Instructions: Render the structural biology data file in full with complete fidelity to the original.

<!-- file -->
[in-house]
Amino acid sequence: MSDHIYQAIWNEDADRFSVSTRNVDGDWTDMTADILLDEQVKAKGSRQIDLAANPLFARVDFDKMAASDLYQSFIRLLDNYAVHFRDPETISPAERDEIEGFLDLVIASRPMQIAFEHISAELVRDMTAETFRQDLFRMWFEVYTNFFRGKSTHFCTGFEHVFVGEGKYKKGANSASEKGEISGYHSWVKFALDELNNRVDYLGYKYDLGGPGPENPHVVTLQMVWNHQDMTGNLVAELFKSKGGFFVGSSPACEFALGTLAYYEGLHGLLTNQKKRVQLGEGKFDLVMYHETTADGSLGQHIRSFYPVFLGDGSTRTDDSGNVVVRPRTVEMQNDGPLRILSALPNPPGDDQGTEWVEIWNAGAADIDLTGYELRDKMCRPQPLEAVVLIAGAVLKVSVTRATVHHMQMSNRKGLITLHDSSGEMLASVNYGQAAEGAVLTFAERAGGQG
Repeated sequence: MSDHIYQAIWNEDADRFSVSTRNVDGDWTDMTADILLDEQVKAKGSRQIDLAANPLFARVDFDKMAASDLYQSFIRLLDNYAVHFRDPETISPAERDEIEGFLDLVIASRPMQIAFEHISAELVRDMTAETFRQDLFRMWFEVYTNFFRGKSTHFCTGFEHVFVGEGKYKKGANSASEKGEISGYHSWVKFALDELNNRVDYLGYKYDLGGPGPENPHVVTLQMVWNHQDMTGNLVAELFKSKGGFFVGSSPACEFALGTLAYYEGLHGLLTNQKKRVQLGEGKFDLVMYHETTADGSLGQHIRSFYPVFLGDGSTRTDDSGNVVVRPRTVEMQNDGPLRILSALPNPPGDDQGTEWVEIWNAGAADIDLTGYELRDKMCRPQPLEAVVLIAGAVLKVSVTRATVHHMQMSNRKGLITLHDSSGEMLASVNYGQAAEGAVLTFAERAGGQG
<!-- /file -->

[in-house]
Amino acid sequence: MSDHIYQAIWNEDADRFSVSTRNVDGDWTDMTADILLDEQVKAKGSRQIDLAANPLFARVDFDKMAASDLYQSFIRLLDNYAVHFRDPETISPAERDEIEGFLDLVIASRPMQIAFEHISAELVRDMTAETFRQDLFRMWFEVYTNFFRGKSTHFCTGFEHVFVGEGKYKKGANSASEKGEISGYHSWVKFALDELNNRVDYLGYKYDLGGPGPENPHVVTLQMVWNHQDMTGNLVAELFKSKGGFFVGSSPACEFALGTLAYYEGLHGLLTNQKKRVQLGEGKFDLVMYHETTADGSLGQHIRSFYPVFLGDGSTRTDDSGNVVVRPRTVEMQNDGPLRILSALPNPPGDDQGTEWVEIWNAGAADIDLTGYELRDKMCRPQPLEAVVLIAGAVLKVSVTRATVHHMQMSNRKGLITLHDSSGEMLASVNYGQAAEGAVLTFAERAGGQG
Repeated sequence: MSDHIYQAIWNEDADRFSVSTRNVDGDWTDMTADILLDEQVKAKGSRQIDLAANPLFARVDFDKMAASDLYQSFIRLLDNYAVHFRDPETISPAERDEIEGFLDLVIASRPMQIAFEHISAELVRDMTAETFRQDLFRMWFEVYTNFFRGKSTHFCTGFEHVFVGEGKYKKGANSASEKGEISGYHSWVKFALDELNNRVDYLGYKYDLGGPGPENPHVVTLQMVWNHQDMTGNLVAELFKSKGGFFVGSSPACEFALGTLAYYEGLHGLLTNQKKRVQLGEGKFDLVMYHETTADGSLGQHIRSFYPVFLGDGSTRTDDSGNVVVRPRTVEMQNDGPLRILSALPNPPGDDQGTEWVEIWNAGAADIDLTGYELRDKMCRPQPLEAVVLIAGAVLKVSVTRATVHHMQMSNRKGLITLHDSSGEMLASVNYGQAAEGAVLTFAERAGGQG